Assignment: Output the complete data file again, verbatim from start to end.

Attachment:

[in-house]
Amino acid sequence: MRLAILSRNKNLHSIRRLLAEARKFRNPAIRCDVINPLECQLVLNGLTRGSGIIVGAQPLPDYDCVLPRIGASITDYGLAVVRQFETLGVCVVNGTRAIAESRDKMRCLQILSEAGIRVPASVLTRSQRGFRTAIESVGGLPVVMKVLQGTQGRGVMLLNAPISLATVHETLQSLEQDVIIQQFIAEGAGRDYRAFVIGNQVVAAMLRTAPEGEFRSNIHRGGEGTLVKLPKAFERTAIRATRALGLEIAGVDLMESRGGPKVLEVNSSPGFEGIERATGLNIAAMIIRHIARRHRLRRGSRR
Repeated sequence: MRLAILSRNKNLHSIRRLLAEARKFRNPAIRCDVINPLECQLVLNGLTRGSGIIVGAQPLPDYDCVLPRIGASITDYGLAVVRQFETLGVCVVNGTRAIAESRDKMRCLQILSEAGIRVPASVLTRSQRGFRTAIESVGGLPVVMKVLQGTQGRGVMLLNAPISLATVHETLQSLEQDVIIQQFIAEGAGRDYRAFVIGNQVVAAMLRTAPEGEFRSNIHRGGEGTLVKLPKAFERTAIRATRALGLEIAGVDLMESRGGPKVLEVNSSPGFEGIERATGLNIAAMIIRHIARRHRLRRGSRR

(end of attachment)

[in-house]
Amino acid sequence: MRLAILSRNKNLHSIRRLLAEARKFRNPAIRCDVINPLECQLVLNGLTRGSGIIVGAQPLPDYDCVLPRIGASITDYGLAVVRQFETLGVCVVNGTRAIAESRDKMRCLQILSEAGIRVPASVLTRSQRGFRTAIESVGGLPVVMKVLQGTQGRGVMLLNAPISLATVHETLQSLEQDVIIQQFIAEGAGRDYRAFVIGNQVVAAMLRTAPEGEFRSNIHRGGEGTLVKLPKAFERTAIRATRALGLEIAGVDLMESRGGPKVLEVNSSPGFEGIERATGLNIAAMIIRHIARRHRLRRGSRR
Repeated sequence: MRLAILSRNKNLHSIRRLLAEARKFRNPAIRCDVINPLECQLVLNGLTRGSGIIVGAQPLPDYDCVLPRIGASITDYGLAVVRQFETLGVCVVNGTRAIAESRDKMRCLQILSEAGIRVPASVLTRSQRGFRTAIESVGGLPVVMKVLQGTQGRGVMLLNAPISLATVHETLQSLEQDVIIQQFIAEGAGRDYRAFVIGNQVVAAMLRTAPEGEFRSNIHRGGEGTLVKLPKAFERTAIRATRALGLEIAGVDLMESRGGPKVLEVNSSPGFEGIERATGLNIAAMIIRHIARRHRLRRGSRR